Christian wing of Texas jail impels excluded inmates to charge favoritism

February 11, 1993|By New York Times News Service

FORT WORTH, Texas -- Inmates call it the God Pod.

They're talking about a Christians-only wing at the county jail that features religious videos, hymn sings, Bible instruction and what one non-believing convict complained to his lawyer recently is "a cushier life style" than other inmates lead.

Tarrant County officials praise the unit, which they prefer to call the Christian Rehabilitation Pod or the Chaplain's Education Pod. They insist inmates have no greater privileges there than elsewhere in the jail, aside from being allowed to play a secondhand organ donated by a local church.

But some former prisoners at the jail, which normally houses up to 4,400 inmates charged with crimes ranging from shoplifting to murder, have protested.

The protesters include a Jewish inmate who objected to the concept and a Methodist who contended he was removed from the 48-cell unit and transferred to a dingier wing after his brand of Christianity failed to mesh with the fundamentalist strain encouraged in the unit.

Civil liberties groups have joined their side, and now the matter may be headed for the Texas courts.

While many jails and prisons around the country encourage inmates to practice their faiths, the Christian pod here appears to be unique. Spokesmen for three national organizations of corrections officials, as well as the not-for-profit Prison Fellowship Ministries, say the Fort Worth jail is the only one they know that reserves separate living quarters for Christians.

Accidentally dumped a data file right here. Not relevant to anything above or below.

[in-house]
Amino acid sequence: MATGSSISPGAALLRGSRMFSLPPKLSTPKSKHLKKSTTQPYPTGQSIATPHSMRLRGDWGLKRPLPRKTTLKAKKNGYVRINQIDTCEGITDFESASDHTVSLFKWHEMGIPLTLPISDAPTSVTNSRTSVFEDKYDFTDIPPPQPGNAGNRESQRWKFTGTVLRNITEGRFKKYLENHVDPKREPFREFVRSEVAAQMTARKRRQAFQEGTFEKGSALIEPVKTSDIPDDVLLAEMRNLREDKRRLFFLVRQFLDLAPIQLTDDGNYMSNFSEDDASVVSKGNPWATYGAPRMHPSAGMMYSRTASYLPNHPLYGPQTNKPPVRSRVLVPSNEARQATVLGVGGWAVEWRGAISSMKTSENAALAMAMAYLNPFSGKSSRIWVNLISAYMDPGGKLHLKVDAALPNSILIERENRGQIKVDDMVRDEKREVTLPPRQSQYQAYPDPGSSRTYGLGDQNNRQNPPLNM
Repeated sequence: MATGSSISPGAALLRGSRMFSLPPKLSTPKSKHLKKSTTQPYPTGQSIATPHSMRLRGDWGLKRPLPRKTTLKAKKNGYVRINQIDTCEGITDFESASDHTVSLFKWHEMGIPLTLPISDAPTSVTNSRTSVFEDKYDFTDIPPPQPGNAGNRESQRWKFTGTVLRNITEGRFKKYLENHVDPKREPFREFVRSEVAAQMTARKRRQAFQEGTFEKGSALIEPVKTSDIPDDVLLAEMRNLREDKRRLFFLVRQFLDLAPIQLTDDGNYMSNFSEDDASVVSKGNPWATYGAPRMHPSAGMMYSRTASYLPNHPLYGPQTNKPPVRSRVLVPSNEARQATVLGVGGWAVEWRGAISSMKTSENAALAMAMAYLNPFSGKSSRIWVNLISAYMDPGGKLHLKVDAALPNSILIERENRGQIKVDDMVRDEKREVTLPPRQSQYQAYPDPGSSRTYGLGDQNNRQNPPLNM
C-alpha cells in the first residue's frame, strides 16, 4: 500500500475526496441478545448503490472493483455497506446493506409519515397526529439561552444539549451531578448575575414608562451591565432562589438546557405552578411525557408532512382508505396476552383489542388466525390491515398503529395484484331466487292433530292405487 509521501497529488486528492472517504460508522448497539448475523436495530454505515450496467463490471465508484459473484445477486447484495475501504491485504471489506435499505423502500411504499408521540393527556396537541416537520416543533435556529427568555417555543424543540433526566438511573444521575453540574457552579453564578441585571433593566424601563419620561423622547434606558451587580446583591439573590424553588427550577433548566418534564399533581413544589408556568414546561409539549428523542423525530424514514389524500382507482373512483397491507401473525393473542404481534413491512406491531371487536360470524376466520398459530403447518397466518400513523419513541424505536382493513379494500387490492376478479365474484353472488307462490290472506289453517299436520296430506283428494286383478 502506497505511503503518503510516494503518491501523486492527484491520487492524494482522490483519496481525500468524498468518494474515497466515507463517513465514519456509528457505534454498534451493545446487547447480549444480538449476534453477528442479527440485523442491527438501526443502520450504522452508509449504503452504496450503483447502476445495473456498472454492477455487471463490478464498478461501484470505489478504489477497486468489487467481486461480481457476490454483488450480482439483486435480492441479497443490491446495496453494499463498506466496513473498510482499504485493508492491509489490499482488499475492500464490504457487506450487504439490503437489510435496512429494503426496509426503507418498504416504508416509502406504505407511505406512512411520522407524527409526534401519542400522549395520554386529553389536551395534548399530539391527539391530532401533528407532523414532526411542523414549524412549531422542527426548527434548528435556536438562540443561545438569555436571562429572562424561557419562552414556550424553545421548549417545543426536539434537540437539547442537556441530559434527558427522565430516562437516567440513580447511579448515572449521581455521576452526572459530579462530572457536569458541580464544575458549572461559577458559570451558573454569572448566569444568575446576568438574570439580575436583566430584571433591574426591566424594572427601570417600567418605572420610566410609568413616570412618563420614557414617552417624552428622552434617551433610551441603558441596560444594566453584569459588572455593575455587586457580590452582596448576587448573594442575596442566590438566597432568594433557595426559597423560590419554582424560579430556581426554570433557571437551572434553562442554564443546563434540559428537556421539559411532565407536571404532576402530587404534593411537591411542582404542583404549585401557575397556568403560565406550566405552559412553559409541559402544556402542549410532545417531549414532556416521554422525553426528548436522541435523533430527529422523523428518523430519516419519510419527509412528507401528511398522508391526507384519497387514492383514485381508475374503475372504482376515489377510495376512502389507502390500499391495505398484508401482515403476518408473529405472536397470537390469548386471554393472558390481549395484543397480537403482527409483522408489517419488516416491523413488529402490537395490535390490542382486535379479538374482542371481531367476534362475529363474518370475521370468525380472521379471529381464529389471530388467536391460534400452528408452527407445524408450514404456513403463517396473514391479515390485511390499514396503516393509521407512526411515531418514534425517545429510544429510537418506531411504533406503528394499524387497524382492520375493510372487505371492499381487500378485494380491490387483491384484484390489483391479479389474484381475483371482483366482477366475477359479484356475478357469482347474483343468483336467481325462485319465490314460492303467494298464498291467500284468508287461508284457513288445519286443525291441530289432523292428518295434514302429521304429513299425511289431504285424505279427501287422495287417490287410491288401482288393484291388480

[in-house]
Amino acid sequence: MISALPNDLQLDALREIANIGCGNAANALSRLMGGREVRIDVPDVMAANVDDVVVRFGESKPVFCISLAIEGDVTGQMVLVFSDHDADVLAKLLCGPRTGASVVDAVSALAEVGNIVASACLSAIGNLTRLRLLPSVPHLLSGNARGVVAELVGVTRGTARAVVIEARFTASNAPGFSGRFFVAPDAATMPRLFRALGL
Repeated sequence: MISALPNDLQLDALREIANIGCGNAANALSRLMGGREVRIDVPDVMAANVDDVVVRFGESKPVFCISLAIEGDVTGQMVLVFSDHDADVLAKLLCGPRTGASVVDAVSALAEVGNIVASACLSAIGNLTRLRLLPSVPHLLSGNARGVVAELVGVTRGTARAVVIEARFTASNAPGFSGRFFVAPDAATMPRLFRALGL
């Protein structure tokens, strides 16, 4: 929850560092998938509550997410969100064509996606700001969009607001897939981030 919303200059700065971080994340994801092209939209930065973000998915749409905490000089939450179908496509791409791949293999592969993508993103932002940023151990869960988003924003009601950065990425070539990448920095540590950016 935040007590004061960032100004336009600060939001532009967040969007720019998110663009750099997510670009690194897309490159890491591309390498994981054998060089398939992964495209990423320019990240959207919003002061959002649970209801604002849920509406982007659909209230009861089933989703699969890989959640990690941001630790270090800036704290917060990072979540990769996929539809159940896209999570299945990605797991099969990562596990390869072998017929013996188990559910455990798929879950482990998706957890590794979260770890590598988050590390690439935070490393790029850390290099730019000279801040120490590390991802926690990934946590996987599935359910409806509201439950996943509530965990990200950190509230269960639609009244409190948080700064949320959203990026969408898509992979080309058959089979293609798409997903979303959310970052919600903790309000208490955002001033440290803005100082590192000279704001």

Don Jackson, board president of the Fort Worth chapter of the American Civil Liberties Union, says he believes the unit is "a clear-cut violation" of the First Amendment guarantees of the separation of church and state. "You have a jail segregated by religion," he says. "It's exclusionary."

But Van Thompson Jr., an assistant district attorney who handles civil rights matters, says that residence in the Christian cellblock is voluntary and simply accommodates inmates' right to free exercise of their religion. "I feel like we're doing some good," Mr. Thompson says. Asked about legal challenges to the unit, he says, "I sure hope it's constitutional."

A certain amount of mystery surrounds the pod. Built on North Lamar Street near the downtown here, the beige-brick jail opened in 1990. It is divided into several dozen units, generally about 50 cells around a two-story recreation area, of which the Christian pod is one. The exterior is a sort of neo-Art Deco with green trim around the narrow windows.

Sheriff David Williams has refused requests from journalists to examine the cellblock. "It's nix-nix," says his spokeswoman, Lt. Sue Maddock. "It's off limits."

Asked if inmates in the unit enjoyed anything that could be construed as a special privilege, Chief Deputy Jail Administrator Pat Howell responds: "Yeah, they've got an organ. Big deal."

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